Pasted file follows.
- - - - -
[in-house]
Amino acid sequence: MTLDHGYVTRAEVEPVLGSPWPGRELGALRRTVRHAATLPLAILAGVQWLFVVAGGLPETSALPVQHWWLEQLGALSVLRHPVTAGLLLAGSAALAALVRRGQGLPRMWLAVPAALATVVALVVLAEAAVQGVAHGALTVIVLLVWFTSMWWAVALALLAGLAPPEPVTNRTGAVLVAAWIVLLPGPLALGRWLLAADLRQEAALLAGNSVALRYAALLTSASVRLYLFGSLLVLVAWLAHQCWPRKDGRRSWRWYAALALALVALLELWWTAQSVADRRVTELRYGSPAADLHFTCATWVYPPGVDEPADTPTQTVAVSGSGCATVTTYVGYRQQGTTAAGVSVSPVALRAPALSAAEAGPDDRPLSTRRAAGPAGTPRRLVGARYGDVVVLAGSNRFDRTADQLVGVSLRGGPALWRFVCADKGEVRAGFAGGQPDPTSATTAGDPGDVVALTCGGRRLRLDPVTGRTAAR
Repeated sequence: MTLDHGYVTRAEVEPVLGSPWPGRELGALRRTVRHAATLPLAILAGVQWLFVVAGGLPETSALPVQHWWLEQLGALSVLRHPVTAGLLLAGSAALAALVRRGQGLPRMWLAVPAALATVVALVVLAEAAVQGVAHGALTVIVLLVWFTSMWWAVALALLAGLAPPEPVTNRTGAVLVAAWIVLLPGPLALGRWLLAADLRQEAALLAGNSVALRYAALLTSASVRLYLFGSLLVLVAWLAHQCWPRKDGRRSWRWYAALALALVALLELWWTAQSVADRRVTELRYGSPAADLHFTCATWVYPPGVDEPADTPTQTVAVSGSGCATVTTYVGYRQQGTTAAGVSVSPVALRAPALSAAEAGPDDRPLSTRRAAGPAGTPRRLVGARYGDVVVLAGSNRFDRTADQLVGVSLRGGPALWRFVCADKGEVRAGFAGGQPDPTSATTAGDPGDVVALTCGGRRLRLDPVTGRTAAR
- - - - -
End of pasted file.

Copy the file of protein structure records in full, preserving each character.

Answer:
[in-house]
Amino acid sequence: MTLDHGYVTRAEVEPVLGSPWPGRELGALRRTVRHAATLPLAILAGVQWLFVVAGGLPETSALPVQHWWLEQLGALSVLRHPVTAGLLLAGSAALAALVRRGQGLPRMWLAVPAALATVVALVVLAEAAVQGVAHGALTVIVLLVWFTSMWWAVALALLAGLAPPEPVTNRTGAVLVAAWIVLLPGPLALGRWLLAADLRQEAALLAGNSVALRYAALLTSASVRLYLFGSLLVLVAWLAHQCWPRKDGRRSWRWYAALALALVALLELWWTAQSVADRRVTELRYGSPAADLHFTCATWVYPPGVDEPADTPTQTVAVSGSGCATVTTYVGYRQQGTTAAGVSVSPVALRAPALSAAEAGPDDRPLSTRRAAGPAGTPRRLVGARYGDVVVLAGSNRFDRTADQLVGVSLRGGPALWRFVCADKGEVRAGFAGGQPDPTSATTAGDPGDVVALTCGGRRLRLDPVTGRTAAR
Repeated sequence: MTLDHGYVTRAEVEPVLGSPWPGRELGALRRTVRHAATLPLAILAGVQWLFVVAGGLPETSALPVQHWWLEQLGALSVLRHPVTAGLLLAGSAALAALVRRGQGLPRMWLAVPAALATVVALVVLAEAAVQGVAHGALTVIVLLVWFTSMWWAVALALLAGLAPPEPVTNRTGAVLVAAWIVLLPGPLALGRWLLAADLRQEAALLAGNSVALRYAALLTSASVRLYLFGSLLVLVAWLAHQCWPRKDGRRSWRWYAALALALVALLELWWTAQSVADRRVTELRYGSPAADLHFTCATWVYPPGVDEPADTPTQTVAVSGSGCATVTTYVGYRQQGTTAAGVSVSPVALRAPALSAAEAGPDDRPLSTRRAAGPAGTPRRLVGARYGDVVVLAGSNRFDRTADQLVGVSLRGGPALWRFVCADKGEVRAGFAGGQPDPTSATTAGDPGDVVALTCGGRRLRLDPVTGRTAAR